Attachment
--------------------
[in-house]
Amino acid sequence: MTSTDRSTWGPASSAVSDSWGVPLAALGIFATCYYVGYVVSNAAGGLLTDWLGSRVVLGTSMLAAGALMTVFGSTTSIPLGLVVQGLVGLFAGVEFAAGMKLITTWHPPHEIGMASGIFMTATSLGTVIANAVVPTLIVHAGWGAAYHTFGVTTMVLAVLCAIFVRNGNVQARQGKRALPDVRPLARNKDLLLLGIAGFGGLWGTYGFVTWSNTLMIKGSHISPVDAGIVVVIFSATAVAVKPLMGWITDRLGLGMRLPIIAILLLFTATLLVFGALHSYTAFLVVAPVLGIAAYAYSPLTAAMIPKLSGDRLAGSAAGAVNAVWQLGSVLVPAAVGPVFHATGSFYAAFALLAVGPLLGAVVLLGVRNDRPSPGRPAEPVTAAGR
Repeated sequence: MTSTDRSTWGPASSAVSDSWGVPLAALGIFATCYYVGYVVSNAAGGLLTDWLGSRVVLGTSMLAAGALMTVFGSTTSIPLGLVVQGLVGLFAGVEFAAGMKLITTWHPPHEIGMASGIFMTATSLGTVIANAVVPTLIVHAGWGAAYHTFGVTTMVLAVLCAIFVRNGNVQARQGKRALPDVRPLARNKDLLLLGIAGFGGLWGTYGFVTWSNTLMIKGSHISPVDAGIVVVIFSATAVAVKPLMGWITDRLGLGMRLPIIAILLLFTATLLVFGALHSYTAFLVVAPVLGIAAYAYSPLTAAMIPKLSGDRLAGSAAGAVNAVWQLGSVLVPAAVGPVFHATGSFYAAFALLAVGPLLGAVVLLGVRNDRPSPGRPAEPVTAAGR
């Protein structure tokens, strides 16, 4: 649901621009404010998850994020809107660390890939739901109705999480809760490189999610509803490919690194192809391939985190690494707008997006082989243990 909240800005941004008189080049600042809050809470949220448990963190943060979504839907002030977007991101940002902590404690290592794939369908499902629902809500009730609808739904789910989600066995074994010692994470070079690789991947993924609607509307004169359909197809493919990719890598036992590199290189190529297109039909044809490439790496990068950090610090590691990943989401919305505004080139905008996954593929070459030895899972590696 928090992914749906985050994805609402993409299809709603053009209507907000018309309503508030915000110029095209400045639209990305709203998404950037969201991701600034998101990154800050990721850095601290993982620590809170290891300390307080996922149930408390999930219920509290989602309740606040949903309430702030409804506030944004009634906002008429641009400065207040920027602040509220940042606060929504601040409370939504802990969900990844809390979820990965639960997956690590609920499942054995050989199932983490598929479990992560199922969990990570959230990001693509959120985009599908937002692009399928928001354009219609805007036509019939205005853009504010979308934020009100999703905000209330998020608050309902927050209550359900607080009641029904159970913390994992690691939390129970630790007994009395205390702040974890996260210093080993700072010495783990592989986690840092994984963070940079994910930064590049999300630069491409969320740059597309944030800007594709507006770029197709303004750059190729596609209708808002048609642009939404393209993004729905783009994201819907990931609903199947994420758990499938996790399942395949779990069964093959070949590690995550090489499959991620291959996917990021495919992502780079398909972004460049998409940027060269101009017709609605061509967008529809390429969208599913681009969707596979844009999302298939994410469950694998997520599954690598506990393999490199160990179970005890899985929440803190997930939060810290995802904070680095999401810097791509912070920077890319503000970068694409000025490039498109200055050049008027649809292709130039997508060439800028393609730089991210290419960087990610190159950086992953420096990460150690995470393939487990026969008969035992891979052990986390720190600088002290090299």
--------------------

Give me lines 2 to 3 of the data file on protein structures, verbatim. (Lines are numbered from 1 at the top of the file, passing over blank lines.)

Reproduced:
Amino acid sequence: MTSTDRSTWGPASSAVSDSWGVPLAALGIFATCYYVGYVVSNAAGGLLTDWLGSRVVLGTSMLAAGALMTVFGSTTSIPLGLVVQGLVGLFAGVEFAAGMKLITTWHPPHEIGMASGIFMTATSLGTVIANAVVPTLIVHAGWGAAYHTFGVTTMVLAVLCAIFVRNGNVQARQGKRALPDVRPLARNKDLLLLGIAGFGGLWGTYGFVTWSNTLMIKGSHISPVDAGIVVVIFSATAVAVKPLMGWITDRLGLGMRLPIIAILLLFTATLLVFGALHSYTAFLVVAPVLGIAAYAYSPLTAAMIPKLSGDRLAGSAAGAVNAVWQLGSVLVPAAVGPVFHATGSFYAAFALLAVGPLLGAVVLLGVRNDRPSPGRPAEPVTAAGR
Repeated sequence: MTSTDRSTWGPASSAVSDSWGVPLAALGIFATCYYVGYVVSNAAGGLLTDWLGSRVVLGTSMLAAGALMTVFGSTTSIPLGLVVQGLVGLFAGVEFAAGMKLITTWHPPHEIGMASGIFMTATSLGTVIANAVVPTLIVHAGWGAAYHTFGVTTMVLAVLCAIFVRNGNVQARQGKRALPDVRPLARNKDLLLLGIAGFGGLWGTYGFVTWSNTLMIKGSHISPVDAGIVVVIFSATAVAVKPLMGWITDRLGLGMRLPIIAILLLFTATLLVFGALHSYTAFLVVAPVLGIAAYAYSPLTAAMIPKLSGDRLAGSAAGAVNAVWQLGSVLVPAAVGPVFHATGSFYAAFALLAVGPLLGAVVLLGVRNDRPSPGRPAEPVTAAGR